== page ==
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First post-COVID International Flight - Is this the new normal?

My family recently returned from a 2+ week trip to Italy, the first international travel we've done since 2017. Italy was wonderful, of course, but our airline experience with Delta was dreadful. The airline rebooked our flight twice, and we had approximately 20 schedule changes between December and April. For the second rebooking, the airline placed my sister on a completely different flight from my husband and I. And of course the flights that we were rebooked to had to be changed because the schedule was far inferior to what we had originally booked, as were seat selections. I spent probably 7 hours on the phone with Delta fixing these issues relating to these rebookings. We also received a lot of conflicting information from Delta reps. We were told twice that gate agents could assist with upgrades and seat assignments, only to be told that no, they cannot, twice in two different airports.

We'd flown with Delta 4 times to Europe prior between 2012 and 2017. We had no issues or complaints whatsoever with those flights. So, to my question: is this the new normal for travel between the US and Europe, or were we just very unlucky?

Posted by
2516 posts

I personally didn't have that many schedule changes but I did have quite a few +/- 30 minute adjustments to my last two Delta flights (2022 and 2023). My 2022 flight was oversold and a human from Delta actually called me the day before my flight to see if I would be willing to change my route (I declined as I had a direct flight).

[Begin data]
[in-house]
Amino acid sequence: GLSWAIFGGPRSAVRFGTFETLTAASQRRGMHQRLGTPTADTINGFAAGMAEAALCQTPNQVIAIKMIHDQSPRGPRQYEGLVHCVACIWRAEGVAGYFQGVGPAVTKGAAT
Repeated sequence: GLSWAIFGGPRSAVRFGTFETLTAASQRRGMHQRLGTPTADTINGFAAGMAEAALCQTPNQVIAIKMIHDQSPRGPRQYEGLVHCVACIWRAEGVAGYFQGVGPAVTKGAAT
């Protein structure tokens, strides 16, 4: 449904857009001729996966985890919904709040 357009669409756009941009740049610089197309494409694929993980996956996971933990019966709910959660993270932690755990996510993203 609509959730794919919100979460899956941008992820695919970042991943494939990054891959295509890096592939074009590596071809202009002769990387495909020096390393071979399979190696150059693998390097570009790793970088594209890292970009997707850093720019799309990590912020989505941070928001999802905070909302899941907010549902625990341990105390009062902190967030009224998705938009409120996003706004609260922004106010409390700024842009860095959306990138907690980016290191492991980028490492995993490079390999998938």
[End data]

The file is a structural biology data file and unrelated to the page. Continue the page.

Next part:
What route were you flying? Some airports in Europe have had to make many changes to flight schedules due to capacity issues, so it could be related to that and not just a Delta thing. Plus fuel prices, lack of staff, high demand, etc. all affect schedules. It is hard to say if you just had bad luck or if it's a new normal.

Posted by
18785 posts

I don't often fly Delta, so if it's specific to them I wouldn't know.

In the last 5 years I suspect I've flown US to Europe 15 times. That's 60 individual flight legs on maybe 6 airlines, but not Delta. I never had a schedule change of more than an hour or two or a seat change òr a lost bag (but I don't check bags more than 25% of the time).

Recently I did have a flight within Europe rescheduled to the next day, which worked better for me, by Air Serbia. And my flight from IST to Sydney left 3 hours late because the flight went over Iran at the time they were shooting missiles at Israel (my assumption of why). So I missed a connection and got put up at a 5-star hotel for the night n Kuala Lumpur courtesy of Turkish Air.

So I am a happy camper for the most part.

Posted by
7013 posts

I do think there are more flight delays and cancellations now that there used to be, but I would not limit it to Delta.

I've been flying Delta for years, including 3 overseas trips in the last 3 years. The only problem I had was the cancellation of a flight from AMS to MSP at the last minute in 2024 due to mechanical issues, but I was able to get a new flight out within 5 hours, and was promptly reimbursed for the delay, plus the cost for the Confort+ seat I lost, and 16k miles, so I was happy about that.

Posted by
2242 posts